A bloody fantastic ghost story.
Jude Coyne, an aging front man to a once popular heavy-metal band, is riding out his life and solo career in peaceful fashion. At 54, he works on his music in his home studio on a farm in upstate New York. He collects dark and twisted trinkets and young, goth girlfriends. He is ignoring the several metaphorical demons that eat at him.
When his personal assistant brings an odd 'ghost for sale' listing to his attention on a little known auction site, Jude doesn't even hesitate, doesn't think, doesn't ponder, he just buys. When the ghost arrives, an old suit packed in a heart shaped box, Jude is forced to face things once past.
This book is gritty, like heavy metal gritty. It's graphic. It's chilling. It's absolutely heartbreaking. It has soul. It has music.
"Horror was rooted in sympathy . . . in understanding what it would be like to suffer the worst."
I love that thought. Loved it when I read it on the page and still days later, it's what really sticks with me about this book. True terror comes from reality. This book is a symphony of real life horror coupled with wild imaginings in the darkest of night.
Jude's girlfriend, Georgia, is my favorite - she's irreverent and crass with a vulnerability that made me love her. She and Jude look for desperate answers, running away from a ghost hell-bent on their deaths and I just sat on the edge of my seat hoping that I'd get some sort of happily ever after. And isn't that sort of an unreasonable desire in a horror book? Still, I wanted it, badly.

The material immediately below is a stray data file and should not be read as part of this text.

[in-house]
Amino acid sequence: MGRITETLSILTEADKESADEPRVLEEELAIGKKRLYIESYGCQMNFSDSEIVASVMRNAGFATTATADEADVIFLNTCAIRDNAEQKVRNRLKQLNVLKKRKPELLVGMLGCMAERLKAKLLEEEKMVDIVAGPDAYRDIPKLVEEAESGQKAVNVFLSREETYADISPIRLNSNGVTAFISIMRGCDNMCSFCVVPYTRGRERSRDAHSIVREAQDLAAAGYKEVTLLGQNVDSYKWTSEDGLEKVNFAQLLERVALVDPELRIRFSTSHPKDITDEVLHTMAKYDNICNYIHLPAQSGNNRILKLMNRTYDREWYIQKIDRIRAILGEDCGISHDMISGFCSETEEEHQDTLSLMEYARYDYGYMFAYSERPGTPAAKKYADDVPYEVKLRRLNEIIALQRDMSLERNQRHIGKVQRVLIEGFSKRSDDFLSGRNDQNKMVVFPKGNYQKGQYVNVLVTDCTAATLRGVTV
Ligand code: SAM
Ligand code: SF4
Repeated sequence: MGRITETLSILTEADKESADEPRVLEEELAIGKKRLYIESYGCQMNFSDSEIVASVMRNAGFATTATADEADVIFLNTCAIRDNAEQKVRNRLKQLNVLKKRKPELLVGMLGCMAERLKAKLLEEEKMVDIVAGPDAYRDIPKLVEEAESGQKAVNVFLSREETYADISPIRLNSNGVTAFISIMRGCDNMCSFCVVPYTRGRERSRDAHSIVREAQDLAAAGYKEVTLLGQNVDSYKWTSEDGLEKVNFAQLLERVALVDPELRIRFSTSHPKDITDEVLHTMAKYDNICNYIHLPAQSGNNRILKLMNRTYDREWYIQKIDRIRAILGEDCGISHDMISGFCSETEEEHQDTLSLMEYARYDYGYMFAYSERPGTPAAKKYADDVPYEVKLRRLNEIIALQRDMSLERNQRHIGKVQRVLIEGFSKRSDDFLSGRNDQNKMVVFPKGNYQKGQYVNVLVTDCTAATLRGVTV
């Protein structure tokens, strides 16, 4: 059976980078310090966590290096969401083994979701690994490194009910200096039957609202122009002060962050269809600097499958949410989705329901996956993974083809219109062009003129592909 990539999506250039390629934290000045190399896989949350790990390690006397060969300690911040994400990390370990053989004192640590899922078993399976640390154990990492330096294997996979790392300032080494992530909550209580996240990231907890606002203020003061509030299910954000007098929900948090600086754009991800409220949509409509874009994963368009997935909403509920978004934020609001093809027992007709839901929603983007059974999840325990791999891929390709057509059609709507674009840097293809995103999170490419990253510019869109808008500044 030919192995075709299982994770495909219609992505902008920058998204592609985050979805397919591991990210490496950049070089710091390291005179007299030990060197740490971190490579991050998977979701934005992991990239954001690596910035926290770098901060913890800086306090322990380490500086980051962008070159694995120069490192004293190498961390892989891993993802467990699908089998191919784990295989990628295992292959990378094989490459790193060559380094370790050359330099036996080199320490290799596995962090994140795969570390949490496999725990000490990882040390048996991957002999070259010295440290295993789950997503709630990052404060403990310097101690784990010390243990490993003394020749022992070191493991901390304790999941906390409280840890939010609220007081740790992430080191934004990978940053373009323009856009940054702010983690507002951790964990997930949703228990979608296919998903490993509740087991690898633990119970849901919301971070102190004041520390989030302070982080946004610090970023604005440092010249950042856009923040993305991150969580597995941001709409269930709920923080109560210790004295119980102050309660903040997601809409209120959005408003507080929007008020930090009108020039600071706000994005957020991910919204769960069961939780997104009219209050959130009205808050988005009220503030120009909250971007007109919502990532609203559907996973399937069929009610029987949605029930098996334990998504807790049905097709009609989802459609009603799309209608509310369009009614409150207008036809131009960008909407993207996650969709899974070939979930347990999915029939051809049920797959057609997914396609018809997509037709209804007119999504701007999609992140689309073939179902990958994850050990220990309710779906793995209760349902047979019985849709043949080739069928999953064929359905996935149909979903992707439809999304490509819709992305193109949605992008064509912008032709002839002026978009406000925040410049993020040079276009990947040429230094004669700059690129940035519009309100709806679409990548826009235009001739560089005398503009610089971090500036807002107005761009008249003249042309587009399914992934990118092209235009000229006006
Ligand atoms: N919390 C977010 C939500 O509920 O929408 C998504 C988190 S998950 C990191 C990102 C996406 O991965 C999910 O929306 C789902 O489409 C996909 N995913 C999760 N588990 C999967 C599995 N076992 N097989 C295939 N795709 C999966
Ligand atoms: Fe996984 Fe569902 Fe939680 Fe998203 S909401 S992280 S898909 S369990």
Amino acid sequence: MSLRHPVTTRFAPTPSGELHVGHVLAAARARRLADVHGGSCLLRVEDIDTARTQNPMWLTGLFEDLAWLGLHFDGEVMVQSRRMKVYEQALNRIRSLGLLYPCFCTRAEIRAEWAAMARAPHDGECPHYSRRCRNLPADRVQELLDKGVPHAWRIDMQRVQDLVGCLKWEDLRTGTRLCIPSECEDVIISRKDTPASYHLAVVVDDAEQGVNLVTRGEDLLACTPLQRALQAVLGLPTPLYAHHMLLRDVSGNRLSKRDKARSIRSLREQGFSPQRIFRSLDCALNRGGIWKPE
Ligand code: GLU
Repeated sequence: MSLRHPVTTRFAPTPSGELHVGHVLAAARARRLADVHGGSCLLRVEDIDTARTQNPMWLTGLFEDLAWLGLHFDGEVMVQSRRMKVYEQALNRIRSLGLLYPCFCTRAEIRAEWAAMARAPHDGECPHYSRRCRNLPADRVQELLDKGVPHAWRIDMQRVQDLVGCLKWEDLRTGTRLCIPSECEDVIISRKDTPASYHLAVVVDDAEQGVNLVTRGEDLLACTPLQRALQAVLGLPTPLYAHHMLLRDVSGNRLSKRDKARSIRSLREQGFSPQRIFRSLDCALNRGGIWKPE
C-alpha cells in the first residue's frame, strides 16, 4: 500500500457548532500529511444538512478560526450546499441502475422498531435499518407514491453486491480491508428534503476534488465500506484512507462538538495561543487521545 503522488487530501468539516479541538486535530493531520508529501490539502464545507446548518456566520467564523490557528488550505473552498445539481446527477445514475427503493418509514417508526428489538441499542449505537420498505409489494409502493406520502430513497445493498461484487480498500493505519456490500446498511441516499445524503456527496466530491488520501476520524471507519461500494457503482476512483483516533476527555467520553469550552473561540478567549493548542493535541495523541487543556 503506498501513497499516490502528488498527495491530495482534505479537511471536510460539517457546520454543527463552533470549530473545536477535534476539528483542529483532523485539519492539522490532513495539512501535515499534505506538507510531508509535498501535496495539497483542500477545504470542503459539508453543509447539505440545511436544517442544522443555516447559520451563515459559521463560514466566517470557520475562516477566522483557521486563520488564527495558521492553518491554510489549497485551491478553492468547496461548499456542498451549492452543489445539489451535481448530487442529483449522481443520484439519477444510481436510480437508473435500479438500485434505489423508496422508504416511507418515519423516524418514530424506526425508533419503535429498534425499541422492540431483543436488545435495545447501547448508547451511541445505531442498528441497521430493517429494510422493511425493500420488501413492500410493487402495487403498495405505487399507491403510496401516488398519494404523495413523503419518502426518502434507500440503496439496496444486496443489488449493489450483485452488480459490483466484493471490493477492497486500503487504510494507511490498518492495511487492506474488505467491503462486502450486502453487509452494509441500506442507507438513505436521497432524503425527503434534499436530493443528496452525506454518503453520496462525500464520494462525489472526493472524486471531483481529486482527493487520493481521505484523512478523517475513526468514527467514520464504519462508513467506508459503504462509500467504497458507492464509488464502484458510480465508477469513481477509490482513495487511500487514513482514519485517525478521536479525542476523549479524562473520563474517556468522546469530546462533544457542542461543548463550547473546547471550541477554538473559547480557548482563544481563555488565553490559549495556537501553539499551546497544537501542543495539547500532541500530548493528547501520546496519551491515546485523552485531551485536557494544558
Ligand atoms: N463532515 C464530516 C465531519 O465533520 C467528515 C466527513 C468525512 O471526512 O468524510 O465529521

It's hardest for me to write about books that I love. The problem is three-fold, one part taming of the overactive squee drive, one part unwillingness to spoil the discovery for anyone else, and one part wrench and pull to find the things that resonate with me most and put them in words. Heart-Shaped Box hit all the right notes for me. I think I'm just going to have to leave it at this - I loved it, I couldn't read it fast enough, and I finished it with a satisfying sigh.